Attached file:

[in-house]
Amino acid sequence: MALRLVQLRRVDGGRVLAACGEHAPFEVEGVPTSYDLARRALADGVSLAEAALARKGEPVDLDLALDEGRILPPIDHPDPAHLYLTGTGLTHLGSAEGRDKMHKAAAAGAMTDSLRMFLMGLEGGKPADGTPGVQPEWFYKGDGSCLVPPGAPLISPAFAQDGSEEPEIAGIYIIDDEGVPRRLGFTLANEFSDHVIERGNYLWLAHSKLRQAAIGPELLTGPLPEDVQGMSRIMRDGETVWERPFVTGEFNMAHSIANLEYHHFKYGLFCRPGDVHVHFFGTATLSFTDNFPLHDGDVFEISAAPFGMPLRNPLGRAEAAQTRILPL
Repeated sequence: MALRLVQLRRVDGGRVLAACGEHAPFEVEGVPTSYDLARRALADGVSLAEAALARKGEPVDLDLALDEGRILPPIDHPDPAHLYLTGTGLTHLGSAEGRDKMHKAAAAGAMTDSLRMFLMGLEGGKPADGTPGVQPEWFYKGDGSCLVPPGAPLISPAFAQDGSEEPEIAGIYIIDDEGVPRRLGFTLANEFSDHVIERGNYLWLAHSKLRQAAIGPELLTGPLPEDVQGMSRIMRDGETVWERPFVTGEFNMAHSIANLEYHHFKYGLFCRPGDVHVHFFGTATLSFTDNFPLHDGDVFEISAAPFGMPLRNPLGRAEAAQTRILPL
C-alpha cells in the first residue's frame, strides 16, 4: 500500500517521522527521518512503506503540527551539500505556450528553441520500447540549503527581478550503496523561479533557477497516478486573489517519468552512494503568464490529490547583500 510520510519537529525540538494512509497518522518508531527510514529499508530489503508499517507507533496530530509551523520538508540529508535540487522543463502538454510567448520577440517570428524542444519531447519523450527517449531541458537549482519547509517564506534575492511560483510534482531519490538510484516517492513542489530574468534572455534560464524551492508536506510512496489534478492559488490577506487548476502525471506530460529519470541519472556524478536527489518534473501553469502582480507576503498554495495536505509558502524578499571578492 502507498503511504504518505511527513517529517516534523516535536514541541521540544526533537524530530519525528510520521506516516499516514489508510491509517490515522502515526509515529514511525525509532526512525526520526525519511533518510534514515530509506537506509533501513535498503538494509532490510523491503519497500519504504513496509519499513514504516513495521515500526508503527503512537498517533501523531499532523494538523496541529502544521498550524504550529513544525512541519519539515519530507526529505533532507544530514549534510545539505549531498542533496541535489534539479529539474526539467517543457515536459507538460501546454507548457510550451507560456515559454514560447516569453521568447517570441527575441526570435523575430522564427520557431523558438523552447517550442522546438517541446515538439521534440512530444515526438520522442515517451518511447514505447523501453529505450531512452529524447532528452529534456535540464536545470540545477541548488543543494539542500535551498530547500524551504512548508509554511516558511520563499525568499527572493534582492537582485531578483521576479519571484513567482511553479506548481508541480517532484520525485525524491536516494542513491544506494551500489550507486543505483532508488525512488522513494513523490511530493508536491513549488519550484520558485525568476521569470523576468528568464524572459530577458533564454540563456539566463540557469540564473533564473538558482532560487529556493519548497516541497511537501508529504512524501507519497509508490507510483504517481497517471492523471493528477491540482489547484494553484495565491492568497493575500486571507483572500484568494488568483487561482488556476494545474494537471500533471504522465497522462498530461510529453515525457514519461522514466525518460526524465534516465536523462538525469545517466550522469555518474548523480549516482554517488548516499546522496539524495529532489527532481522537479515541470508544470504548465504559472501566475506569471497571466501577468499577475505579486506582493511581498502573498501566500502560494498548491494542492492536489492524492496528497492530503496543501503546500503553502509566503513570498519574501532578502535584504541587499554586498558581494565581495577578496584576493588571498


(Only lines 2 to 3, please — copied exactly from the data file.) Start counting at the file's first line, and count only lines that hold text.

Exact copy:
Amino acid sequence: MALRLVQLRRVDGGRVLAACGEHAPFEVEGVPTSYDLARRALADGVSLAEAALARKGEPVDLDLALDEGRILPPIDHPDPAHLYLTGTGLTHLGSAEGRDKMHKAAAAGAMTDSLRMFLMGLEGGKPADGTPGVQPEWFYKGDGSCLVPPGAPLISPAFAQDGSEEPEIAGIYIIDDEGVPRRLGFTLANEFSDHVIERGNYLWLAHSKLRQAAIGPELLTGPLPEDVQGMSRIMRDGETVWERPFVTGEFNMAHSIANLEYHHFKYGLFCRPGDVHVHFFGTATLSFTDNFPLHDGDVFEISAAPFGMPLRNPLGRAEAAQTRILPL
Repeated sequence: MALRLVQLRRVDGGRVLAACGEHAPFEVEGVPTSYDLARRALADGVSLAEAALARKGEPVDLDLALDEGRILPPIDHPDPAHLYLTGTGLTHLGSAEGRDKMHKAAAAGAMTDSLRMFLMGLEGGKPADGTPGVQPEWFYKGDGSCLVPPGAPLISPAFAQDGSEEPEIAGIYIIDDEGVPRRLGFTLANEFSDHVIERGNYLWLAHSKLRQAAIGPELLTGPLPEDVQGMSRIMRDGETVWERPFVTGEFNMAHSIANLEYHHFKYGLFCRPGDVHVHFFGTATLSFTDNFPLHDGDVFEISAAPFGMPLRNPLGRAEAAQTRILPL